The principal coordinate analysis of the surveyed populations indicates extensive mixing between Mauna loa and Mauna kea populations of Santalum paniculatum with Kilauea populations appearing intermediate between the two. Hualālai populations from Pu’u Wa’awa’a form a group about Mauna kea samples suggesting a close genetic relationship between the two populations. Santalum paniculatum var. paniculatum as defined by Degener (1934) therefore appears to be intermediate between divergent populations of Mauna loa volcano and the older Mauna kea volcano. Populations sampled from Mauna kea and Hualālai may share a common origin as indicated by close genetic relatedness in the Figure 1.
Bar plots of inferred population assignment when assigned to one of two clusters. Each individual is represented by a single vertical column broken into K=2 (upper) and K=3 (lower)-colored segments, with lengths proportional to each of the K inferred clusters. 1=South Kona, Hawai’i Island; 2=Pōhakuloa, Hawai’i Island; 3=Amy Greenwell Botanical Garden, Hawai’i Island; 4=NW Mauna loa, Hawai’i Island; 5=Hāloa ʻĀina, Hawai’i Island; 6= Kealakekua Mountain Reserve, Hawai’i Island; 7= Queen Emma Estates, Hawai’i Island; 8=Pu’u Wa’awa’a, Hawai’i Island; 9=Undisclosed Location, Hawai’i Island; 10=Kapapala, Hawai’i Island ; 11=Hawai’i Volcanoes National Park, Hawai’i Island; 12=Mauna kea, Hawai’i Island; 13=Wall Ranch, Hawai’i Island; 14=Undisclosed Location, Hawai’i Island; 15=Undisclosed Location, Hawai’i Island; to identify the number of distinct population clusters and the assignment of individuals to those clusters based on SRAP analysis.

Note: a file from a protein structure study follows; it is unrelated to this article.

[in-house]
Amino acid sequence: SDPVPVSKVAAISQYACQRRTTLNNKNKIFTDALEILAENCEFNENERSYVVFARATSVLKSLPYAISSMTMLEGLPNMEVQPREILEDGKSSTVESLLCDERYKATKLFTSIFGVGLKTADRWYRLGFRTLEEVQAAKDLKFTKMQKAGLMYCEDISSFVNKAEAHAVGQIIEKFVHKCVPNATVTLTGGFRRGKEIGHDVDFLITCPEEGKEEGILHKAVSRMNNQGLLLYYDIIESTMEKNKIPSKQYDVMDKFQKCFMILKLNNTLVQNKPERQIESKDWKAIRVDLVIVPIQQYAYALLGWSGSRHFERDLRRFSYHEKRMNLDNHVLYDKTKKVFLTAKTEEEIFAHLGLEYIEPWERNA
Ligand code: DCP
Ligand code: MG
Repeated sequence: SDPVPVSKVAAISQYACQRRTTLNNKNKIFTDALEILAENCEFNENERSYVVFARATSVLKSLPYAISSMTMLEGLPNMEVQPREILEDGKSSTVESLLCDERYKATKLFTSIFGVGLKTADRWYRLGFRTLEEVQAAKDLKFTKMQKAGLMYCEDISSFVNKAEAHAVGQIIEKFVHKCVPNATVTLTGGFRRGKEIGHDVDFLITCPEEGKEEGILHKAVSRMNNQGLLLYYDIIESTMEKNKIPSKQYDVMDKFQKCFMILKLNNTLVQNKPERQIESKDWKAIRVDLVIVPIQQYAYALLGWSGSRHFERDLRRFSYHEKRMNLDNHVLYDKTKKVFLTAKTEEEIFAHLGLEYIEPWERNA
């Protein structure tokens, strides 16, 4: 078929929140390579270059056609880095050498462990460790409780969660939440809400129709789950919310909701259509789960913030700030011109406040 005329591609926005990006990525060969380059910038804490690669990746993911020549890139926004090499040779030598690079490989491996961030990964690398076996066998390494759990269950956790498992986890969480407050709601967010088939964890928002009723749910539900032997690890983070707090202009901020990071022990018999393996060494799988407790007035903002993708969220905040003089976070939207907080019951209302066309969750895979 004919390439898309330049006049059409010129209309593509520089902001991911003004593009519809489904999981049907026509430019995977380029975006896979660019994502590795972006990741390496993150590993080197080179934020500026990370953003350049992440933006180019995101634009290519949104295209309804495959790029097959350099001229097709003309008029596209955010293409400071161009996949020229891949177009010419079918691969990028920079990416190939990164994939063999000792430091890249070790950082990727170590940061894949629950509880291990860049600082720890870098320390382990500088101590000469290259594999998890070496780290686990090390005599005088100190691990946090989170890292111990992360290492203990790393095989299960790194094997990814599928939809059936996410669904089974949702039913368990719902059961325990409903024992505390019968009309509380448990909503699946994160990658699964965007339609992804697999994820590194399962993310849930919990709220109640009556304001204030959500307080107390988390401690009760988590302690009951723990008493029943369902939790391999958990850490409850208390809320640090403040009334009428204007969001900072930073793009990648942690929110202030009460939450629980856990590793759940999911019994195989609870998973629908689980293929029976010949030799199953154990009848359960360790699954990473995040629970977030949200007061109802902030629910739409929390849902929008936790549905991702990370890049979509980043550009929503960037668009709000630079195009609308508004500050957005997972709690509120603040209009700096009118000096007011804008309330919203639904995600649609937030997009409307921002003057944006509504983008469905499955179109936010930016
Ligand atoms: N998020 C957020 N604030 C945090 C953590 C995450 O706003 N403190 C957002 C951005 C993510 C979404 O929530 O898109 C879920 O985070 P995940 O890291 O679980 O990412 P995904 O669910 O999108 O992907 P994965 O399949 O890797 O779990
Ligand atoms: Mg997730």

Variation clearly exists within all populations of S. paniculatum at both K=2 and K=3 for the STRUCTURE analysis. K=2 suggests that there has been regular gene flow between S. paniculatum var. pilgeri and S. paniculatum var. paniculatum. K=3 may suggest further population subdivision is also taking place within S. paniculatum, perhaps due to hybridization with S. ellipticum. The PCO analysis supports the broad similarity of populations of S. paniculatum across all populations sampled with two Pu’u Wa’awa’a individuals as outliers (removed from Figure 1) to an otherwise clean grouping of individuals from Kona (Mauna loa) populations and a second cluster composed of Mauna kea and Pu’u Wa’awa’a (Hualālai) individuals. Outliers from Pu’u Wa’awa’a may represent relatively recent hybrid individuals with Santalum ellipticum, this relationship will be further resolved with additional sampling and genotype sequencing.